Talking clocks are good as toy examples, and for debugging the process but there aren't many applications that require such a closed domain. The question we need to address is how this technique performs on larger domains. As with general unit selection synthesizers, it is clear than when its works the quality is excellent, but what must be more properly investigated is how often this technique fails and how badly. As we are proposing a system that doesn't just offer high quality synthesis, but also a method for building such voices we also must test the reliability of building voices.
We devised a simple weather report system that downloaded weather reports for named US cities from weather.gov. This is a simple slot filling template problem with the template of the form
The weather at, HOUR, on DAY DATE, outlook OUTLOOK, TEMPERATURE degrees, winds WINDIRECTION, WINDSPEED (with gusts to WINDSPEED).We generated 250 utterances of this type, looping through values for the slots e.g.
The weather at 1 A.M., on Sunday January 1. outlook cloudy, 20 degrees, winds, North 2 miles per hour.The first hundred were recorded and used to build a limited domain synthesizer as described above. The second hundred were used to find problems that were then fixed by correcting the automatic labeling. The final 50 utterances were used for testing alone.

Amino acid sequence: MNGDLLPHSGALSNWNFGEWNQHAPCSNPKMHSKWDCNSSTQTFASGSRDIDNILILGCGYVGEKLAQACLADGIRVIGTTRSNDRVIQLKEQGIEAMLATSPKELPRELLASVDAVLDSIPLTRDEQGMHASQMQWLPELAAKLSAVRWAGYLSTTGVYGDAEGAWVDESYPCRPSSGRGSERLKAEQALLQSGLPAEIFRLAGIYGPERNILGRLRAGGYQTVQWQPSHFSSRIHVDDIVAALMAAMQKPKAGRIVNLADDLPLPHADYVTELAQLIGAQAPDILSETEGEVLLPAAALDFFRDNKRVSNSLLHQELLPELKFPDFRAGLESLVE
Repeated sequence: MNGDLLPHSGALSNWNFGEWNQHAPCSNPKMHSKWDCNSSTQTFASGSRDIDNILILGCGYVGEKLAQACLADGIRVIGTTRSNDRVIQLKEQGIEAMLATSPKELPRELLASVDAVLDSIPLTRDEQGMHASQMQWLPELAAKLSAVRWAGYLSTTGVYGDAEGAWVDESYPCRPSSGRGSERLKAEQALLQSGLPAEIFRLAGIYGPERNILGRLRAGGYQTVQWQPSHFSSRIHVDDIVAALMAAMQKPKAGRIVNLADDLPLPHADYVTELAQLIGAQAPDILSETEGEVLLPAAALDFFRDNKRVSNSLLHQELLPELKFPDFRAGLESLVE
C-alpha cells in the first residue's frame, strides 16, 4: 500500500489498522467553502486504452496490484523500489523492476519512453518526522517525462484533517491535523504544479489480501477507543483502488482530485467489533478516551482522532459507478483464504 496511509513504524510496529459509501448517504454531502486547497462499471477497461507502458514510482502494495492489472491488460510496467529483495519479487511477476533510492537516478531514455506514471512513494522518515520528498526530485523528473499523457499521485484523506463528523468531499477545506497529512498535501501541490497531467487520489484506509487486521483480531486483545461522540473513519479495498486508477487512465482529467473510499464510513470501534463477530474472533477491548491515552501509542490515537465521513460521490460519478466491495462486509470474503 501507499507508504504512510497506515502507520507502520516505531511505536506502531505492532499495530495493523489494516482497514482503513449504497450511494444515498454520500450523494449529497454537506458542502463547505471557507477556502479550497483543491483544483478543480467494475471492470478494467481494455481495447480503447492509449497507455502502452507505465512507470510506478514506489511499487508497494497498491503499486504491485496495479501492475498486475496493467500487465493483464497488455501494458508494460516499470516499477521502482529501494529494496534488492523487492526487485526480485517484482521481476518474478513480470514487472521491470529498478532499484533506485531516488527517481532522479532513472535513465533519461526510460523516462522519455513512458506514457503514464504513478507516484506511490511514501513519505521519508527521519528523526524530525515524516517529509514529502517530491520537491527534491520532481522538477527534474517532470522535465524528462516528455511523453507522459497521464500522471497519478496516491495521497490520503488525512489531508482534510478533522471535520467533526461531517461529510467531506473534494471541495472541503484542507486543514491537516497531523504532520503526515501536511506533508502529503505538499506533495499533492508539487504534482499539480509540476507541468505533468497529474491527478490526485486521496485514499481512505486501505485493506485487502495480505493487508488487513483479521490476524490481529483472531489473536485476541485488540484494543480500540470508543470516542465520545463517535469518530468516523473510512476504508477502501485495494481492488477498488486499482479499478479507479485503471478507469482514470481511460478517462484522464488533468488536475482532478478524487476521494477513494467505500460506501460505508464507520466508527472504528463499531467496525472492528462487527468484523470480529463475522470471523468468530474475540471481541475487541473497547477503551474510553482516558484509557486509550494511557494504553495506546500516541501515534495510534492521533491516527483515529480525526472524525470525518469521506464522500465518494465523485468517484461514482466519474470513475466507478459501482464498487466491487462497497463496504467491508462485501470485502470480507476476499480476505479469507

Once recorded, it takes less than an hour to build the basic voice on a 500 MHz Pentium III running Linux. Then, less than a day was spent by one person on fixing problems; most of that time was spent doing a visual check over all the phone labels. The second set of one hundred test sentences were used as a diagnostic test. Of the problems found, most were minor segmental labeling errors, though three errors we found where the speaker said a different word from the prompt, ``west'' for ``east'' and ``pm'' for ``am'' (twice). The autolabeller can (unfortunately) cope with such mismatches but of course this causes a problem when semantically different but phonetically similar utterances are spoken from what is requested. However, as pointed out above this robustness is also sometimes valuable.
The 50 held-out test sentences were then evaluated, both with the fully automatic, but uncorrected labeling, and then the corrected form. Three categories were identified, correct where no notable errors in synthesis were heard, minor where some notable glitch in synthesis occurs (but the sentence is still fully understandable), and wrong where a semantic error occurs (wrong word) or the synthesis has a major problem that affects understandability.
This experiment implies that we do have a relatively robust system for reliably building new voices in a very short time.